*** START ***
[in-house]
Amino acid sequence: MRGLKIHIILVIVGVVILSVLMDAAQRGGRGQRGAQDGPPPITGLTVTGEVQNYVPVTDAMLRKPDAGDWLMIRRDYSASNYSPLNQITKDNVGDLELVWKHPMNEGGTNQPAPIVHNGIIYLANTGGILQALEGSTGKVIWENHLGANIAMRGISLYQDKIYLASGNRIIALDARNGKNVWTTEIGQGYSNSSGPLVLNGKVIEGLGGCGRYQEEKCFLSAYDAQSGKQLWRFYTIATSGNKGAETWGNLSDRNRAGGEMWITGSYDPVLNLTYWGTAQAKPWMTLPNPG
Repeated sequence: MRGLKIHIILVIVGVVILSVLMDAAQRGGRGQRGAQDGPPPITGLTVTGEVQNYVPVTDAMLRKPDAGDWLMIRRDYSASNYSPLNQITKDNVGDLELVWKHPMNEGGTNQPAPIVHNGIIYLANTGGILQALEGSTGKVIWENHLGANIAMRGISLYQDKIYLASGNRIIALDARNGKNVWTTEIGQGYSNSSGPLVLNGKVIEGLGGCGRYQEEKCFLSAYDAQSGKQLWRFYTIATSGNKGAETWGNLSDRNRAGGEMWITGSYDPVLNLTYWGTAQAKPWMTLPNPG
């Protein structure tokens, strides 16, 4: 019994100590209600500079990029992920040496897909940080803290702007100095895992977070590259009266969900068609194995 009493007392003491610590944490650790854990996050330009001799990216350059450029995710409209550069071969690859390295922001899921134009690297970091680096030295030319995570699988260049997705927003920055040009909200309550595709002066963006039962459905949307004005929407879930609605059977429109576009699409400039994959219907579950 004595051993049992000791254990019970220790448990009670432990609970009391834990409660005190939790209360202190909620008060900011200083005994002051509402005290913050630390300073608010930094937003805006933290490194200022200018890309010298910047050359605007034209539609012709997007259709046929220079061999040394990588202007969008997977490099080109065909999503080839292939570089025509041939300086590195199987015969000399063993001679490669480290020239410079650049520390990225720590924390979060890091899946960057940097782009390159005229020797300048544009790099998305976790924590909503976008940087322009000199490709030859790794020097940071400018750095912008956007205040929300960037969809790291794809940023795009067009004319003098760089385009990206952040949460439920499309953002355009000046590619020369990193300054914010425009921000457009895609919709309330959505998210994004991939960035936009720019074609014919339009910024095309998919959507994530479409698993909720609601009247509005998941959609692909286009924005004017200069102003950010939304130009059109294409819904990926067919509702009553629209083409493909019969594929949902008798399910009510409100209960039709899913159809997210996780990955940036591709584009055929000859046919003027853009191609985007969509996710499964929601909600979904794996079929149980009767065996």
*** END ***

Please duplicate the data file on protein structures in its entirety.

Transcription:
[in-house]
Amino acid sequence: MRGLKIHIILVIVGVVILSVLMDAAQRGGRGQRGAQDGPPPITGLTVTGEVQNYVPVTDAMLRKPDAGDWLMIRRDYSASNYSPLNQITKDNVGDLELVWKHPMNEGGTNQPAPIVHNGIIYLANTGGILQALEGSTGKVIWENHLGANIAMRGISLYQDKIYLASGNRIIALDARNGKNVWTTEIGQGYSNSSGPLVLNGKVIEGLGGCGRYQEEKCFLSAYDAQSGKQLWRFYTIATSGNKGAETWGNLSDRNRAGGEMWITGSYDPVLNLTYWGTAQAKPWMTLPNPG
Repeated sequence: MRGLKIHIILVIVGVVILSVLMDAAQRGGRGQRGAQDGPPPITGLTVTGEVQNYVPVTDAMLRKPDAGDWLMIRRDYSASNYSPLNQITKDNVGDLELVWKHPMNEGGTNQPAPIVHNGIIYLANTGGILQALEGSTGKVIWENHLGANIAMRGISLYQDKIYLASGNRIIALDARNGKNVWTTEIGQGYSNSSGPLVLNGKVIEGLGGCGRYQEEKCFLSAYDAQSGKQLWRFYTIATSGNKGAETWGNLSDRNRAGGEMWITGSYDPVLNLTYWGTAQAKPWMTLPNPG
């Protein structure tokens, strides 16, 4: 019994100590209600500079990029992920040496897909940080803290702007100095895992977070590259009266969900068609194995 009493007392003491610590944490650790854990996050330009001799990216350059450029995710409209550069071969690859390295922001899921134009690297970091680096030295030319995570699988260049997705927003920055040009909200309550595709002066963006039962459905949307004005929407879930609605059977429109576009699409400039994959219907579950 004595051993049992000791254990019970220790448990009670432990609970009391834990409660005190939790209360202190909620008060900011200083005994002051509402005290913050630390300073608010930094937003805006933290490194200022200018890309010298910047050359605007034209539609012709997007259709046929220079061999040394990588202007969008997977490099080109065909999503080839292939570089025509041939300086590195199987015969000399063993001679490669480290020239410079650049520390990225720590924390979060890091899946960057940097782009390159005229020797300048544009790099998305976790924590909503976008940087322009000199490709030859790794020097940071400018750095912008956007205040929300960037969809790291794809940023795009067009004319003098760089385009990206952040949460439920499309953002355009000046590619020369990193300054914010425009921000457009895609919709309330959505998210994004991939960035936009720019074609014919339009910024095309998919959507994530479409698993909720609601009247509005998941959609692909286009924005004017200069102003950010939304130009059109294409819904990926067919509702009553629209083409493909019969594929949902008798399910009510409100209960039709899913159809997210996780990955940036591709584009055929000859046919003027853009191609985007969509996710499964929601909600979904794996079929149980009767065996």